THE part-privatisation of the probation service due to go live next week could increase crime levels, police and crime commissioners (PCCs) have warned.
PCCs in the region spoke out after an insider warned that the probation service in Darlington was in turmoil as staff prepared for the changes.
Durham PCC Ron Hogg said Durham Tees Valley Probation Trust which ran the service in Darlington had been assessed as excellent.
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"It has succeeded in reducing reoffending and is cost-effective," he added.
"Privatisation is a step into the unknown and is a potential threat to crime levels."
Cleveland PCC Barry Coppinger claimed that the overwhelming view within the criminal justice system was that the Government’s "headlong rush" to probation privatisation was ill-thought out and fraught with potential dangers.
He added: “The fragmentation which will occur as a result of putting what are categorised as low and medium risk offenders under the control of private contractors, whilst what is left of the public service is responsible for those classed as high risk is bound to increase risks - especially as in reality many offenders move between categories if the risk they pose to the public changes."
But North Yorkshire PCC Julia Mulligan said she was encouraged about how the Ministry of Justice was going about the reforms, despite initially having doubts.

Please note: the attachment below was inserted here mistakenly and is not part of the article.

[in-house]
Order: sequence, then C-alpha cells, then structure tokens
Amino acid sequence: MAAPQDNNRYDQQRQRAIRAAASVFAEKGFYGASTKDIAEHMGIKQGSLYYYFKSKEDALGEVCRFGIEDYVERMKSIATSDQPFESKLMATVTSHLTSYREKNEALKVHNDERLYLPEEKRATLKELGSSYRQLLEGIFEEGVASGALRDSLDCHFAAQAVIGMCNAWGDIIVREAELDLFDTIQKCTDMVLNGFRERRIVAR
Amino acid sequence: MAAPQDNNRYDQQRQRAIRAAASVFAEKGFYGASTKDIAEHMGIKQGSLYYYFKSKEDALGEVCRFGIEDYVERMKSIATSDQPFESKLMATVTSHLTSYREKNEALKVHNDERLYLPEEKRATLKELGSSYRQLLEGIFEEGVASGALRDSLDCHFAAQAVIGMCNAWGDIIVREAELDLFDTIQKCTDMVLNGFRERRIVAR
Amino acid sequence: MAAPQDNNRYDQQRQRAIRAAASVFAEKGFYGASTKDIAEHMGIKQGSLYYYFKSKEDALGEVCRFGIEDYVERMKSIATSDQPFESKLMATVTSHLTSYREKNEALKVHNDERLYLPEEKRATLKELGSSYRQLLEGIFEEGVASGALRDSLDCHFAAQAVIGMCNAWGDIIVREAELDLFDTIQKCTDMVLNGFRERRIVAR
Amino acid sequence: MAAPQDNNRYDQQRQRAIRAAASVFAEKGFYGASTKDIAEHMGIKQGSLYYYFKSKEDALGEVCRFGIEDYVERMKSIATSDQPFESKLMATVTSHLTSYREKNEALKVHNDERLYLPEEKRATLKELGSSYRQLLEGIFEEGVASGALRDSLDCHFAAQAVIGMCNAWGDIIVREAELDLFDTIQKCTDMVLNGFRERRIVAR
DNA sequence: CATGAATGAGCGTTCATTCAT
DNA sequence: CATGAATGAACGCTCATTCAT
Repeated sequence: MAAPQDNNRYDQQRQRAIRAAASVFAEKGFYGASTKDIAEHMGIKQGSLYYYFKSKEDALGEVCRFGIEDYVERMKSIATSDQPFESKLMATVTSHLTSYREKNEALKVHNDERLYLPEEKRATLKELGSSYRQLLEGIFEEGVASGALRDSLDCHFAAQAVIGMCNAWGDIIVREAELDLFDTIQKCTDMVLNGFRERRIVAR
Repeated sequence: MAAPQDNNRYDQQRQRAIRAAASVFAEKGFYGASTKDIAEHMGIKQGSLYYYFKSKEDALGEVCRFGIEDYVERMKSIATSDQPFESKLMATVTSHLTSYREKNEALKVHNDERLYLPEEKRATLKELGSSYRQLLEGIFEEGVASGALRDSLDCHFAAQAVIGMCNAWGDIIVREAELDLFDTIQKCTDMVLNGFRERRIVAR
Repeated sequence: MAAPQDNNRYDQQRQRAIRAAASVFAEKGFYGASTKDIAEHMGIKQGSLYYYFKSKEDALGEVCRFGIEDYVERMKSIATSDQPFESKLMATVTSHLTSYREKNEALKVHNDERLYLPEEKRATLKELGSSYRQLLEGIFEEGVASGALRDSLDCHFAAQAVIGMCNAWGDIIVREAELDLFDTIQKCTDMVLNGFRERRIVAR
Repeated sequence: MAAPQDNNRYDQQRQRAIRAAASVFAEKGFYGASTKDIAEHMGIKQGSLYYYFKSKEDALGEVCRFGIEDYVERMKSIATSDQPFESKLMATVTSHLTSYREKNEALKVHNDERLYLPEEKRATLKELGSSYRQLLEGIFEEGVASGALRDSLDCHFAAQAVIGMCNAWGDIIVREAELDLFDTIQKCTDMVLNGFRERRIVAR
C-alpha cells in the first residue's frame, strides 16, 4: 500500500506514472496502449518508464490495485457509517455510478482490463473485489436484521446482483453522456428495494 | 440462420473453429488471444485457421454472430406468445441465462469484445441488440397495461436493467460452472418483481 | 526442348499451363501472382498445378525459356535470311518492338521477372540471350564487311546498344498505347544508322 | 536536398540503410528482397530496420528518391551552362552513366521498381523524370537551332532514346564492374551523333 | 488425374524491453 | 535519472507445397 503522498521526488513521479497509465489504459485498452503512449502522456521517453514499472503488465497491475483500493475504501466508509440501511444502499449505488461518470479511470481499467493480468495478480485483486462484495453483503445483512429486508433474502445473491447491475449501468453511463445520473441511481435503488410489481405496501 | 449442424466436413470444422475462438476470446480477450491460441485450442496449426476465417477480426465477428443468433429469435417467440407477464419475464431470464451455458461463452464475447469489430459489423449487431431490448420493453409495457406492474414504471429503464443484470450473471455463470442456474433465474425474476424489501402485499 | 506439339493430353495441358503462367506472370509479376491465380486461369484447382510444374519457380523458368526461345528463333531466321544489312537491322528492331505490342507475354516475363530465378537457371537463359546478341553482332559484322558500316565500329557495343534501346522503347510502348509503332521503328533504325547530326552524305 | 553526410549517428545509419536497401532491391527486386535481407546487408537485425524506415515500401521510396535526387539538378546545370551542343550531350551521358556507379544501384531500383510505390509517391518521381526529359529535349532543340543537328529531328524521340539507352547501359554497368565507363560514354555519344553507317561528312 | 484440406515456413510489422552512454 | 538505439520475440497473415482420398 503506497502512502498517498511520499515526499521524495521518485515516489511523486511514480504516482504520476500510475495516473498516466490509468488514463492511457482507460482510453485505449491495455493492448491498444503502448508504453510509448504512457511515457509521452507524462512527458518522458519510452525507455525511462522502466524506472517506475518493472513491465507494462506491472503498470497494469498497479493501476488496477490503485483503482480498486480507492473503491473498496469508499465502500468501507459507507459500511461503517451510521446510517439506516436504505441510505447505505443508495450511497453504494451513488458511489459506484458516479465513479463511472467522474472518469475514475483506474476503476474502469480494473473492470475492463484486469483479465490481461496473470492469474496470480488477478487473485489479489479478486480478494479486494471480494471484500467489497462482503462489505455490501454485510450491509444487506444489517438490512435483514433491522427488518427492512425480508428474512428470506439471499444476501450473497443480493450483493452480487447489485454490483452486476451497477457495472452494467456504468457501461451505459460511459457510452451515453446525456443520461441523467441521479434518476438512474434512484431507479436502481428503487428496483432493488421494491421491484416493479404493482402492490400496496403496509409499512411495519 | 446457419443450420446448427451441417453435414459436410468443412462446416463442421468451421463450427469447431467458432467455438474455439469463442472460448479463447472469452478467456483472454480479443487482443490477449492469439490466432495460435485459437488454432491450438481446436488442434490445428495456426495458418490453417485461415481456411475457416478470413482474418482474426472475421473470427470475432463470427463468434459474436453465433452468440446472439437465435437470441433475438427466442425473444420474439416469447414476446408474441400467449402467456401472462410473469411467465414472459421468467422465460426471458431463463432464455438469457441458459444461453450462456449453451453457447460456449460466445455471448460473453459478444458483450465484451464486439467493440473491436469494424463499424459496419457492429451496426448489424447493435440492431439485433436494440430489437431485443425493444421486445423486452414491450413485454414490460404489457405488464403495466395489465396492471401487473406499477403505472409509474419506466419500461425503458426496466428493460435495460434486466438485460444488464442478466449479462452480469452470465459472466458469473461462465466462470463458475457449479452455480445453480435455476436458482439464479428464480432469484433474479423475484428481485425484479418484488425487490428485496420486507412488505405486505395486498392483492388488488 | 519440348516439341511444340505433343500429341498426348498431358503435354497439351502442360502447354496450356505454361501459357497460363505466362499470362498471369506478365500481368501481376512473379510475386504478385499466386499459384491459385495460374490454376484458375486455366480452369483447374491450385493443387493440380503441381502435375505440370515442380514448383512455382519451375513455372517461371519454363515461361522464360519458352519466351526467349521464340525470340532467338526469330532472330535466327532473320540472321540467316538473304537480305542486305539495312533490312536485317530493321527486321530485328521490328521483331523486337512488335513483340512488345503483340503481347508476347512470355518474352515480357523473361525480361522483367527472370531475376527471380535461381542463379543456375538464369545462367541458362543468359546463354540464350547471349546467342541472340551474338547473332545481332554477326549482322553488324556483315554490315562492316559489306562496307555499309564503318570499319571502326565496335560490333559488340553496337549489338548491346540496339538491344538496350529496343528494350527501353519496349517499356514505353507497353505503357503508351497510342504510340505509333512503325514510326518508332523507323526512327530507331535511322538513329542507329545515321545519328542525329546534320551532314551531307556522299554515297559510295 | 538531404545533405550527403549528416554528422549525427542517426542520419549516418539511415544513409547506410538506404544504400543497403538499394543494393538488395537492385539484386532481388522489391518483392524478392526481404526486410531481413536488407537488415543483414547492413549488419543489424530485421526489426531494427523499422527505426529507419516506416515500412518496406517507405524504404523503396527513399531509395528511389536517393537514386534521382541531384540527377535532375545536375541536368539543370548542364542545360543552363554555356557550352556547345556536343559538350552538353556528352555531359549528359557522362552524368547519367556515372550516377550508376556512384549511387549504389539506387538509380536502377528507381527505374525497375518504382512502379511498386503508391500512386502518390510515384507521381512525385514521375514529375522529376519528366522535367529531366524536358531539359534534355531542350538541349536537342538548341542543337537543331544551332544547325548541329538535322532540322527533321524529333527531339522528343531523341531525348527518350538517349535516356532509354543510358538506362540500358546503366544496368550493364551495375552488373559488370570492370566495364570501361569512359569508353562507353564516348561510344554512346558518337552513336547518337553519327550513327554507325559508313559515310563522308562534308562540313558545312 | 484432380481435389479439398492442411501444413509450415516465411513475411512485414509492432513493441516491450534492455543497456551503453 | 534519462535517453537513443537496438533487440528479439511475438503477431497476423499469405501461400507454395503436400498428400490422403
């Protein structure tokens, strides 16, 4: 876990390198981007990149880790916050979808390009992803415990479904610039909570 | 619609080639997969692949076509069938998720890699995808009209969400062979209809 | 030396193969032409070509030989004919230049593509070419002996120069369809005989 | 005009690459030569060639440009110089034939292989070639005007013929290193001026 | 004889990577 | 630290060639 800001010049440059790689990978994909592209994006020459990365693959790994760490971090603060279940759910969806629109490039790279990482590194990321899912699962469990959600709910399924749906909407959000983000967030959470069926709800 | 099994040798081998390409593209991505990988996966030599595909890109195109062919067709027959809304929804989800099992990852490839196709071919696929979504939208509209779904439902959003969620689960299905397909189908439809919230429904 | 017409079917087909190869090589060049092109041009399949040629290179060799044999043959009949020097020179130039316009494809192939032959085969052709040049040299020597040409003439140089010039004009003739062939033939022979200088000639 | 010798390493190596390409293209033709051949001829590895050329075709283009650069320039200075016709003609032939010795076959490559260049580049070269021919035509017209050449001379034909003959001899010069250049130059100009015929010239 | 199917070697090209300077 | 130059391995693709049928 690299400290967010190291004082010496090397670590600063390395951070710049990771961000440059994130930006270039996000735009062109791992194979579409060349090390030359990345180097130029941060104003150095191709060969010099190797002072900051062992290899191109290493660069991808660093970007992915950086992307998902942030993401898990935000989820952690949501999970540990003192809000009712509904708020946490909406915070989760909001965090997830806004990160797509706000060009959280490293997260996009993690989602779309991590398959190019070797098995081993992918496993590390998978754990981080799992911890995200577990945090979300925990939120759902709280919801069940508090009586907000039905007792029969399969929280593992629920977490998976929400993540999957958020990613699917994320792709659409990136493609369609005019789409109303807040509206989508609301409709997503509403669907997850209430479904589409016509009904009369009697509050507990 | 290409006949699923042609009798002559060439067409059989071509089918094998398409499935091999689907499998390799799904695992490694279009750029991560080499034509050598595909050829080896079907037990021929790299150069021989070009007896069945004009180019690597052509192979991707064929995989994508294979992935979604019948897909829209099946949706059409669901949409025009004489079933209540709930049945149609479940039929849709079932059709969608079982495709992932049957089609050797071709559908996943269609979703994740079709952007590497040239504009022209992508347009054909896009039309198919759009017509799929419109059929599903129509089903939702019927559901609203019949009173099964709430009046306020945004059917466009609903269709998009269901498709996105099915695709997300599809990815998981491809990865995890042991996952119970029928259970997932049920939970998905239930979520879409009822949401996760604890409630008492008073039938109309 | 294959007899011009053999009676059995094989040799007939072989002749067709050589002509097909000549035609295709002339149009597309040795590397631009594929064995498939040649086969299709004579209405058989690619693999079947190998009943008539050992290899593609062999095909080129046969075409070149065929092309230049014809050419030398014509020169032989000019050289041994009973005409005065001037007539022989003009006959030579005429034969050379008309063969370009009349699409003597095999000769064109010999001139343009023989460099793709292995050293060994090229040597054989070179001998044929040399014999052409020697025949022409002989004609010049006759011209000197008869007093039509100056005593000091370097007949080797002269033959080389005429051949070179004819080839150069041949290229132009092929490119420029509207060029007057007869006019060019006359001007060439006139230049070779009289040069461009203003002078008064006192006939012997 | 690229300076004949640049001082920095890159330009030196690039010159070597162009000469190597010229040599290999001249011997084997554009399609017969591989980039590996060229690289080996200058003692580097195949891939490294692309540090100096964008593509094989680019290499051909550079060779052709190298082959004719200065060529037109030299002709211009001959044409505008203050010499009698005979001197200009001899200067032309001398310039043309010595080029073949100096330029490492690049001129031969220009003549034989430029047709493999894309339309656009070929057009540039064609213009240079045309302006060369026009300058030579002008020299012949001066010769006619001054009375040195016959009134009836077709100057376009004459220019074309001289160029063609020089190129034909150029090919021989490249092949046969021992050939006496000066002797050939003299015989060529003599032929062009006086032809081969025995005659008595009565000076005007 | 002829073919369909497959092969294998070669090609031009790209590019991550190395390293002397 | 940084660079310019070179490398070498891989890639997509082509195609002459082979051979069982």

"With about a quarter of offenders in England and Wales going on to reoffend within 12 months after release, it is vital that new ways are sought to reduce reoffending and improve performance. The status quo was simply not satisfactory.
“One of the important features of the new system is that offenders released from jail for sentences of under 12 months will now be supervised, whereas before they were not.
"In addition, Police and Crime Commissioners and local police forces are being offered significant input into the new system and helping ensure local needs are met."
A whistleblower told The Northern Echo earlier this week that staff at Darlington probation service were struggling to cope ahead of the part-privatisation which takes effect from Sunday.
Responsibility for the supervision of about 160,000 medium and low risk offenders a year will be passed to 21 privately-run community rehabilitation companies (CRCs).
Supervision of 31,000 high-risk offenders each year will remain in the public sector with the formation of a new National Probation Service.